Politics Is for Power: How to Move Beyond Political Hobbyism, Take Action, and Make Real Change

Front Cover
Simon and Schuster, Jan 14, 2020 - Political Science - 288 pages
A brilliant condemnation of political hobbyism—treating politics like entertainment—and a call to arms for well-meaning, well-informed citizens who consume political news, but do not take political action.

Who is to blame for our broken politics? The uncomfortable answer to this question starts with ordinary citizens with good intentions. We vote (sometimes) and occasionally sign a petition or attend a rally. But we mainly “engage” by consuming politics as if it’s a sport or a hobby. We soak in daily political gossip and eat up statistics about who’s up and who’s down. We tweet and post and share. We crave outrage. The hours we spend on politics are used mainly as pastime.

Instead, we should be spending the same number of hours building political organizations, implementing a long-term vision for our city or town, and getting to know our neighbors, whose votes will be needed for solving hard problems. We could be accumulating power so that when there are opportunities to make a difference—to lobby, to advocate, to mobilize—we will be ready. But most of us who are spending time on politics today are focused inward, choosing roles and activities designed for our short-term pleasure. We are repelled by the slow-and-steady activities that characterize service to the common good.

In Politics Is for Power, pioneering and brilliant data analyst Eitan Hersh shows us a way toward more effective political participation. Aided by political theory, history, cutting-edge social science, as well as remarkable stories of ordinary citizens who got off their couches and took political power seriously, this book shows us how to channel our energy away from political hobbyism and toward empowering our values.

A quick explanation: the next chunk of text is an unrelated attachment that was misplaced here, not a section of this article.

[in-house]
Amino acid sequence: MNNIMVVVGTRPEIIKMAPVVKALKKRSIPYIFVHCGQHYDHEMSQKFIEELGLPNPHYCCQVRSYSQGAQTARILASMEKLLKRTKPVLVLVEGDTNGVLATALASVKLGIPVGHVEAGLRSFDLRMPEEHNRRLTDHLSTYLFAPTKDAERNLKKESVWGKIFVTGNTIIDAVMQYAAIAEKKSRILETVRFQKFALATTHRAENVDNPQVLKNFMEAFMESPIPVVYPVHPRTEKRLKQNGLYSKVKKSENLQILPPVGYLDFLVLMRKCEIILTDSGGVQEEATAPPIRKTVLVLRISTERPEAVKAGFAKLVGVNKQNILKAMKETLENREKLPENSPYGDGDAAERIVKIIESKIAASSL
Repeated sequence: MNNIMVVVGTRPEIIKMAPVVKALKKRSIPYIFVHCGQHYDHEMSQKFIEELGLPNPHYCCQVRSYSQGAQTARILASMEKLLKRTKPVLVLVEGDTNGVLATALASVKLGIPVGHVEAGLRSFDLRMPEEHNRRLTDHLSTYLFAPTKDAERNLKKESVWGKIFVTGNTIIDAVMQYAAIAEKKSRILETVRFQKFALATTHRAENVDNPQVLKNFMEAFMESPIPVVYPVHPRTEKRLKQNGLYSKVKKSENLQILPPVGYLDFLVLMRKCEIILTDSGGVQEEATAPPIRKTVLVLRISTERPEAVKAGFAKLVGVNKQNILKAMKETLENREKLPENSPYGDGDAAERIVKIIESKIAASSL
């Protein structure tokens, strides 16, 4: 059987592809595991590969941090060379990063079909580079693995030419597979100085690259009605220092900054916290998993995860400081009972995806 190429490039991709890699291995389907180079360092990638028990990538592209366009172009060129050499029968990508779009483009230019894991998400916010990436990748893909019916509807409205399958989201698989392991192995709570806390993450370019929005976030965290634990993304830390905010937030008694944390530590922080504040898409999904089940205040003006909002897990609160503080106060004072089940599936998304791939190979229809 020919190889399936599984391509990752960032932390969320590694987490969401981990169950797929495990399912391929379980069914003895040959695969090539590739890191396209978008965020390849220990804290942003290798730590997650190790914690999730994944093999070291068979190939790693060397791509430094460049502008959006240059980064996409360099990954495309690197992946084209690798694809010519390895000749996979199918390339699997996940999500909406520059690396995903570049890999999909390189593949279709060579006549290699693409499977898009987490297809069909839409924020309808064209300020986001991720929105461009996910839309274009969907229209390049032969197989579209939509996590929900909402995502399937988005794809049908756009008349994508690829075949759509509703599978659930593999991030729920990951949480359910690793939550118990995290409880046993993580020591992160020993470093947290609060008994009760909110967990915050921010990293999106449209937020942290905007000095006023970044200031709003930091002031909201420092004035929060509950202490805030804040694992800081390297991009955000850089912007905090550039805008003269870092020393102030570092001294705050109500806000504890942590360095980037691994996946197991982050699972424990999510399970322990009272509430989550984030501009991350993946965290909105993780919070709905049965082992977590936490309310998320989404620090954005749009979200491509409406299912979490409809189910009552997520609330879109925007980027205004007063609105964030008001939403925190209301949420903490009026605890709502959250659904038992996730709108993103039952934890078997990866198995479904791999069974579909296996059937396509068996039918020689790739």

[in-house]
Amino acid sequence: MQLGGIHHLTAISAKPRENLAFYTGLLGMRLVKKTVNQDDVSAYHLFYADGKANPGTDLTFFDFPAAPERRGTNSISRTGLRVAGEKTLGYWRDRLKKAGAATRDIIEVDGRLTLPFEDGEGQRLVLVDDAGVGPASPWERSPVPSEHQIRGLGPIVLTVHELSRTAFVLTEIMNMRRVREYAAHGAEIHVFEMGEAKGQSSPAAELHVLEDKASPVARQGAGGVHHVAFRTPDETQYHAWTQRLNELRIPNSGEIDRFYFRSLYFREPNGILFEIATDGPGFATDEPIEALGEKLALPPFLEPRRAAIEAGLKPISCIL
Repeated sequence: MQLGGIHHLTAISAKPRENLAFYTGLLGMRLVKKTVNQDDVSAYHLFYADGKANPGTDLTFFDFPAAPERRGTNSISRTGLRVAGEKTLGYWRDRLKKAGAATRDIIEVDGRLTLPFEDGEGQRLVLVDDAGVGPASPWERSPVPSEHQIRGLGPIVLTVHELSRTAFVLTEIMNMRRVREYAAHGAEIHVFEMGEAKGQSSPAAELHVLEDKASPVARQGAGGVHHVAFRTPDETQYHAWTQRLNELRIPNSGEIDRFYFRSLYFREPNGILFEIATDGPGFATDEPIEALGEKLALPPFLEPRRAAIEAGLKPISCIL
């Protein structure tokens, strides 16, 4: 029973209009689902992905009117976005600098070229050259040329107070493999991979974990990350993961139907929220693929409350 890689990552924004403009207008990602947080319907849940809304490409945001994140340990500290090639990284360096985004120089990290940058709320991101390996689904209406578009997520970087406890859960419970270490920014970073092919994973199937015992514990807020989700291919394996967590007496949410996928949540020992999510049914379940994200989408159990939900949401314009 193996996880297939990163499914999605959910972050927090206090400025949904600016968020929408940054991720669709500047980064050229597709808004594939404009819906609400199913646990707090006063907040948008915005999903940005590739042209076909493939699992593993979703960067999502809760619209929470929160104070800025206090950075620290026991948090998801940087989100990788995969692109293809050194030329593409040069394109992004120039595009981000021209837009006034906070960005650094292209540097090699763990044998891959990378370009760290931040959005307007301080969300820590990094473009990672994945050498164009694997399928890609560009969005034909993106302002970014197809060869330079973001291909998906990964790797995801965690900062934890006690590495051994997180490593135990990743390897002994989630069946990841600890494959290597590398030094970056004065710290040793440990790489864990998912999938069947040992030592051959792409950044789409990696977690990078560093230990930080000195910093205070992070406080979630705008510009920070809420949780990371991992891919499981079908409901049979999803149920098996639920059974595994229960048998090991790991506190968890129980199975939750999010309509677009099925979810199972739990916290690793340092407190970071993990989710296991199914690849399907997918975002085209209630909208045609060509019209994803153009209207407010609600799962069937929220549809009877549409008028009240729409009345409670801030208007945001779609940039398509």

What people are saying - Write a review

Politics Is for Power: How to Move Beyond Political Hobbyism, Take Action, and Make Real Change

User Review  - Publishers Weekly

Tufts University political science professor Hersh argues in this earnest yet somewhat mislabeled debut that “political hobbyism,” the practice of obsessively consuming political news without engaging ... Read full review

Contents

Introduction
1
PART I
13
Staten Island Staten Island Take Me In
20
Rooting for the Team
29
Precinct 206
37
Voting or Not
46
Like Share Click
59
Selfish Donor Selfie Donor
74
PART III
107
Outrage and Compromise
117
Bringing Out the Worst in Us
127
Gateway Slacktivism
134
PART IV
145
Rage Against the Machine
160
The Verbalist Elite
170
Fear and Fate
182

PART II
85
Whose Hobby?
94
Politically Spiritual but Not Religious
101
PART V
197
ToDo Lists
210
Copyright

Other editions - View all

Common terms and phrases

About the author (2020)

Eitan Hersh received a PhD from Harvard University in 2011. He served for six years on the faculty of Yale University as assistant professor of political science and resident fellow of the Institution for Social and Policy Studies before becoming a tenured associate professor of political science at Tufts University. His peer-reviewed articles have been published in the major political science journals. Hersh is the author of Hacking the Electorate and Politics Is for Power.

Bibliographic information